By Agrochemicals Association of Kenya (AAK)
Kenya has the pesticides to tackle the country’s locust invasion ready and stored in local warehouses, the Agrochemicals Association of Kenya (AAK) announced today.
With the UN Food and Agriculture Organisation (FAO) now warning of a 400-fold increase in the number of locusts in the region by June this year, if spraying does not proceed, the eggs laid by swarms in January are now hatching, generating increasingly large numbers of locust hoppers.
However, spraying has yet to begin.
For other countries in the region, an issue cited by the FAO has been reduced air cargo, which has prevented the arrival of pesticides. However, Kenya still has ample incoming cargo capacity and is, instead, held up on government decisions on how to proceed and its procurement.
“As one of Africa’s largest agricultural exporters, we have cargo-only flights, most of which are still flying. These have traditionally arrived in Kenya nearly empty and left full. Thus, even with our total air cargo down to a tenth of its normal capacity, it is offering more than 400 tonnes a week of incoming cargo capacity, which has allowed our industry to bring in far more than the 100 tonnes needed for the next rounds of swarm spraying,” said Eric Kimunguyi, AAK’s CEO.
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Kenya has also concluded the process of identifying suitable pesticides. This has been challenging for the scientific community globally, because the opportunities to test insecticides on swarming locusts is rare and irregular, sometimes occurring only once in 20 or even 50 years. “Eradicating locust swarms and eggs is not an everyday challenge that the world’s agricultural organisations can test at will,” said Eric.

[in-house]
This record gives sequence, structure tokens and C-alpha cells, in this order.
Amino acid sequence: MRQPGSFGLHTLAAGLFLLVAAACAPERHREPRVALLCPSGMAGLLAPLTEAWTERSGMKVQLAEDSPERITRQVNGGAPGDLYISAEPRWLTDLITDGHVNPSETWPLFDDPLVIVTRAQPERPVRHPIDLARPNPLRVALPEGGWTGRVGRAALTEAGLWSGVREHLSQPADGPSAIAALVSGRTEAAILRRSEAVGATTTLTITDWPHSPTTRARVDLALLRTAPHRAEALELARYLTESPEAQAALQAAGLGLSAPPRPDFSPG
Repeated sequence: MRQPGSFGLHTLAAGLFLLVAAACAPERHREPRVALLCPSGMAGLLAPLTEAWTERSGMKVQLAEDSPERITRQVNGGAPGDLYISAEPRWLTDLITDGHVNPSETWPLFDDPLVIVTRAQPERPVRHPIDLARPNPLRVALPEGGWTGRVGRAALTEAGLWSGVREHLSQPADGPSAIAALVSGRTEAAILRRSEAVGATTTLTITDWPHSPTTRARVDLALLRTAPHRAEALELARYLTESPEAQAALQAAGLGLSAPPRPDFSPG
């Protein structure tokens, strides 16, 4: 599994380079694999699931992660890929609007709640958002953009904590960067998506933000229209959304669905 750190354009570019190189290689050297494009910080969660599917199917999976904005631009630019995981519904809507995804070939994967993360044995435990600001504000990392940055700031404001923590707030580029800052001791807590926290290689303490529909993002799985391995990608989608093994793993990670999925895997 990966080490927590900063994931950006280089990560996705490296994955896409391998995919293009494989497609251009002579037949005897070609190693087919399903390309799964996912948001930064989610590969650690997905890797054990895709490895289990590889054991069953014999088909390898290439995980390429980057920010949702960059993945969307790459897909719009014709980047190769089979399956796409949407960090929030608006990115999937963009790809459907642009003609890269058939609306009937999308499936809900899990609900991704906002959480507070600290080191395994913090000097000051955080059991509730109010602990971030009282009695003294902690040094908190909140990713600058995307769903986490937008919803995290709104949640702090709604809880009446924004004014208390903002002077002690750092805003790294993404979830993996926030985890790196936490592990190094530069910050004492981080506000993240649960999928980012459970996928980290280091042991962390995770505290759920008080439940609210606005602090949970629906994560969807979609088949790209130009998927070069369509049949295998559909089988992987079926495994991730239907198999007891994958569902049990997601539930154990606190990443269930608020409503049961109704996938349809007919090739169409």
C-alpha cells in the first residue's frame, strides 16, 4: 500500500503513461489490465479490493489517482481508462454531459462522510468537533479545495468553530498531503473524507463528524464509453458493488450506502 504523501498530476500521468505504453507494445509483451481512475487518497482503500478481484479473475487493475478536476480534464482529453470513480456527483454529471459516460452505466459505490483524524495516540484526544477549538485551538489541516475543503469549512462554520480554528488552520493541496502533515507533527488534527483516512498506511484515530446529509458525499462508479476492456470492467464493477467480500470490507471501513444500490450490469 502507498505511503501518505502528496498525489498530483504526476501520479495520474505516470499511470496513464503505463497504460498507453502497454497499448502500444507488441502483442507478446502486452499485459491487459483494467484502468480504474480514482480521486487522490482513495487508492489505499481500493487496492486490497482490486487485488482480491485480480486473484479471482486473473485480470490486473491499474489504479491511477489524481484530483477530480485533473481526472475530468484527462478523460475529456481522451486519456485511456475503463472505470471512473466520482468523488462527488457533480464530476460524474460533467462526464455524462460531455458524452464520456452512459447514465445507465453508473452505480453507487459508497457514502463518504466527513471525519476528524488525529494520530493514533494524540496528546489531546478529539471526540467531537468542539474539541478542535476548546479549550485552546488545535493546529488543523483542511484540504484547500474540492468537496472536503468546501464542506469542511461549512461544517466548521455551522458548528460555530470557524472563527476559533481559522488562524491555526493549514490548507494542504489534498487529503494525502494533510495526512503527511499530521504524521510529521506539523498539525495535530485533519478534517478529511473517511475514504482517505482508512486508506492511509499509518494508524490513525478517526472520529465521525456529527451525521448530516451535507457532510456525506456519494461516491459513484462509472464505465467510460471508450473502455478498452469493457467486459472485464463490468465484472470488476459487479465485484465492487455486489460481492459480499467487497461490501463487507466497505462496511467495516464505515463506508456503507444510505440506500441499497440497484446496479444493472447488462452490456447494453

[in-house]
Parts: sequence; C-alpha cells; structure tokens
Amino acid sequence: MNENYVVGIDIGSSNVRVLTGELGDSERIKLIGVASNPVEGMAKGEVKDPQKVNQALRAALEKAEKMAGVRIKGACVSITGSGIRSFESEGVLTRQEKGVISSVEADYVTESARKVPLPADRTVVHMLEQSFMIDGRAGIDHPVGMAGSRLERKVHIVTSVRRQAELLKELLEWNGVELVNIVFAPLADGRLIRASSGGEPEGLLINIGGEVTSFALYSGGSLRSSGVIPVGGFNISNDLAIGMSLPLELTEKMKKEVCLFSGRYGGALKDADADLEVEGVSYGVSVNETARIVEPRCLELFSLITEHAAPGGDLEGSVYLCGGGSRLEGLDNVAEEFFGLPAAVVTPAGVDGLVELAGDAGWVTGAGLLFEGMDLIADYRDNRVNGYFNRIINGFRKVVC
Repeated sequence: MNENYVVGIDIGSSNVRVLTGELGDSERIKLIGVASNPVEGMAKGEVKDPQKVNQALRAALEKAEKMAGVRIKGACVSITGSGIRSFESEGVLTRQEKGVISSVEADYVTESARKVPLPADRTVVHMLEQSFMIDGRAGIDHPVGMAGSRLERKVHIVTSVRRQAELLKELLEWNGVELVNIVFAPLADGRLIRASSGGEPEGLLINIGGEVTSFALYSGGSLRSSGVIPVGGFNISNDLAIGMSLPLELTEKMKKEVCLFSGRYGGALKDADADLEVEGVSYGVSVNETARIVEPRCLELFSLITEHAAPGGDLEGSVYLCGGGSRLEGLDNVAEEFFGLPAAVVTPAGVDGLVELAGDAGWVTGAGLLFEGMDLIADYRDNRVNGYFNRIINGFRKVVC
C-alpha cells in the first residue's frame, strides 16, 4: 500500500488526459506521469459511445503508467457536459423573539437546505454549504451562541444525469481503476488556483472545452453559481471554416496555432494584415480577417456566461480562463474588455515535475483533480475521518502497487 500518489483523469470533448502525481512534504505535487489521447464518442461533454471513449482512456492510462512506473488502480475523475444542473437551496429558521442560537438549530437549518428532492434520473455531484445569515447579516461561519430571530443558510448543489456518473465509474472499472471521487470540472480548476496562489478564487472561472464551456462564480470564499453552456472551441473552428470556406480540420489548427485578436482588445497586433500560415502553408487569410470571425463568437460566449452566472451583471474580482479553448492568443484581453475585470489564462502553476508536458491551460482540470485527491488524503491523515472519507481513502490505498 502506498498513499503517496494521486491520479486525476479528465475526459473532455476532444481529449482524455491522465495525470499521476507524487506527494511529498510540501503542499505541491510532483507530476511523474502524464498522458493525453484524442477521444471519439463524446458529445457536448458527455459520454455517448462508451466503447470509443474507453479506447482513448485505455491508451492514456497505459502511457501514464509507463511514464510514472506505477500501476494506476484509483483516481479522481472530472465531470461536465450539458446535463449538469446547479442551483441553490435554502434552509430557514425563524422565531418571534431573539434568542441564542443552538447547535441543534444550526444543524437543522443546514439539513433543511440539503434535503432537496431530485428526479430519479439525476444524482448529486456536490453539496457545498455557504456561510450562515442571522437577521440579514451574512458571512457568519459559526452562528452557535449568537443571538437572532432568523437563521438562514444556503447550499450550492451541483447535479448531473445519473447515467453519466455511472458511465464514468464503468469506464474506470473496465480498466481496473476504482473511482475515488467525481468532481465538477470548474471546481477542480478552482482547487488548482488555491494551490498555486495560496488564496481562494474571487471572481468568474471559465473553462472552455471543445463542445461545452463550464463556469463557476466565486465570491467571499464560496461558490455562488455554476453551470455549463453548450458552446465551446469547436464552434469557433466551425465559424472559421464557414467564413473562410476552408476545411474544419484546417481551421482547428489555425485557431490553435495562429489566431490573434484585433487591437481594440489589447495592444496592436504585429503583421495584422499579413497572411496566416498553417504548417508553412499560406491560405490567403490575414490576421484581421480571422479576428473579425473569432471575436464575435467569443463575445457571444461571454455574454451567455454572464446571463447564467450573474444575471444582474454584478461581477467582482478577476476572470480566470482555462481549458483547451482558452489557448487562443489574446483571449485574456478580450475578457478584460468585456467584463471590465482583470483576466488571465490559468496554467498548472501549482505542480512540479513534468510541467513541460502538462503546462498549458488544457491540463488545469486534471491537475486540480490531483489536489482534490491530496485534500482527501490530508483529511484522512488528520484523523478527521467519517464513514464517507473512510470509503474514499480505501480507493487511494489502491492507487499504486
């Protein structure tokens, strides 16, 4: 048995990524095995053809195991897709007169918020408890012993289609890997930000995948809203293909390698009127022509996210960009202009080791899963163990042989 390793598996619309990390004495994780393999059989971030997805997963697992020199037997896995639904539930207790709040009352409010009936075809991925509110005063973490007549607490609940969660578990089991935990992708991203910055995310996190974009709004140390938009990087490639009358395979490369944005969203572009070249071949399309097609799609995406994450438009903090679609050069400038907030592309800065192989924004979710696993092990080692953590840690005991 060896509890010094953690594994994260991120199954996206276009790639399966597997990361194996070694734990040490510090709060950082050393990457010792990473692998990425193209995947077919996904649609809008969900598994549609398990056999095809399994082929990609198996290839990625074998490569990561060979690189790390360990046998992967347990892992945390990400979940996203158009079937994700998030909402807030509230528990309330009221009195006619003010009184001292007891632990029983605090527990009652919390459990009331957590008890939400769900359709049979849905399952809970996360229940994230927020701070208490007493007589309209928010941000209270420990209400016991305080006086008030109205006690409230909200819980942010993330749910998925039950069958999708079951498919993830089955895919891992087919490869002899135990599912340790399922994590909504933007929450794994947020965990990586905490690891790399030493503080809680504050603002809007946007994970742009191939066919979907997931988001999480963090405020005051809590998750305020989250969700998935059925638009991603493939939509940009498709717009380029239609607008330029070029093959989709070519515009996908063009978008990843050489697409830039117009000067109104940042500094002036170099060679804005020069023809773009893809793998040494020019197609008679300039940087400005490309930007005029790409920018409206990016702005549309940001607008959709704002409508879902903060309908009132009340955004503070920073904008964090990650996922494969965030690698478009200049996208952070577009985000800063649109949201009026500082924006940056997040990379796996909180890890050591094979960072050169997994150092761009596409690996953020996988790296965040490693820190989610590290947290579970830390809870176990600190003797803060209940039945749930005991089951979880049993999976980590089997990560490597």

However, working from the experiences available and the insecticides approved globally as safe for use, the Pest Control Products Board (PCPB) carried out a consultation round this year gathering submissions and test data from which it, last month, announced a list of 64 insecticides suitable for use on locusts.
These have been categorised across those already approved for locust use, those not previously approved for locust use in Kenya, but where large scale tests show their efficacy, those where their active ingredient should work on locusts, and those where local PCPB tests have established their efficacy.
All of the 64 have already met safety standards in Kenya or other global regimes for use on other pests.
“With these recommended products announced, the industry now has in place 200 tonnes of these pesticides suitable for locust use. Thus, it is now a case of selection and moving to spraying,” said Eric.
In this, the PCPB has emphasised the need to use varied insecticides to prevent any build up in resistance by locusts to any one product. The scientists must also select the best product for eggs and hoppers, where the initially approved list was proven only on mature swarms.
“We believe the initial selections are imminent. But the important thing to note is that as soon as the Ministry of Agriculture is ready to deploy its recommended locust insecticides, we have then here ready in Kenya. We may just need to see some bold decisions about choosing the right products from the list, and about now starting the spraying of beds and hoppers, if we are to preempt new swarms,” said Eric.